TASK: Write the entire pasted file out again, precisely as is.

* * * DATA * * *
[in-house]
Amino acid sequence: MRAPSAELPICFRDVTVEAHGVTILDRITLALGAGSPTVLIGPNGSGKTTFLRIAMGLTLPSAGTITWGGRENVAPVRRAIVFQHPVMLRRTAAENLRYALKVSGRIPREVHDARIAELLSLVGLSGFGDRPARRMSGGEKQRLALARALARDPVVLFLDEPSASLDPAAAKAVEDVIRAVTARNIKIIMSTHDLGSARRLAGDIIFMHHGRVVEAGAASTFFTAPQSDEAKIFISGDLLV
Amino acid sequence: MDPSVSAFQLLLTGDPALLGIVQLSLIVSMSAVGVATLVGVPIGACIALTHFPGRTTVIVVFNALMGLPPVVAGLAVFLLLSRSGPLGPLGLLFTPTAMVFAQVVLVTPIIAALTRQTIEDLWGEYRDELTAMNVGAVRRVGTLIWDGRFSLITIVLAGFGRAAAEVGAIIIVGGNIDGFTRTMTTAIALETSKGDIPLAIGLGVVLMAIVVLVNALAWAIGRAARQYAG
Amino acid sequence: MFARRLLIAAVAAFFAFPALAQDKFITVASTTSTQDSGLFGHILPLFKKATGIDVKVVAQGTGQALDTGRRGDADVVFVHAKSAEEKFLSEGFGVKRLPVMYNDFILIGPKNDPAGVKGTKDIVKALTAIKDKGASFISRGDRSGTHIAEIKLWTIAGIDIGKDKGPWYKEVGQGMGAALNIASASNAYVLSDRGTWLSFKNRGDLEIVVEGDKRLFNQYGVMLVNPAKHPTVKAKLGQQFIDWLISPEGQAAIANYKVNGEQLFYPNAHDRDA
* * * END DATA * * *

[in-house]
Amino acid sequence: MRAPSAELPICFRDVTVEAHGVTILDRITLALGAGSPTVLIGPNGSGKTTFLRIAMGLTLPSAGTITWGGRENVAPVRRAIVFQHPVMLRRTAAENLRYALKVSGRIPREVHDARIAELLSLVGLSGFGDRPARRMSGGEKQRLALARALARDPVVLFLDEPSASLDPAAAKAVEDVIRAVTARNIKIIMSTHDLGSARRLAGDIIFMHHGRVVEAGAASTFFTAPQSDEAKIFISGDLLV
Amino acid sequence: MDPSVSAFQLLLTGDPALLGIVQLSLIVSMSAVGVATLVGVPIGACIALTHFPGRTTVIVVFNALMGLPPVVAGLAVFLLLSRSGPLGPLGLLFTPTAMVFAQVVLVTPIIAALTRQTIEDLWGEYRDELTAMNVGAVRRVGTLIWDGRFSLITIVLAGFGRAAAEVGAIIIVGGNIDGFTRTMTTAIALETSKGDIPLAIGLGVVLMAIVVLVNALAWAIGRAARQYAG
Amino acid sequence: MFARRLLIAAVAAFFAFPALAQDKFITVASTTSTQDSGLFGHILPLFKKATGIDVKVVAQGTGQALDTGRRGDADVVFVHAKSAEEKFLSEGFGVKRLPVMYNDFILIGPKNDPAGVKGTKDIVKALTAIKDKGASFISRGDRSGTHIAEIKLWTIAGIDIGKDKGPWYKEVGQGMGAALNIASASNAYVLSDRGTWLSFKNRGDLEIVVEGDKRLFNQYGVMLVNPAKHPTVKAKLGQQFIDWLISPEGQAAIANYKVNGEQLFYPNAHDRDA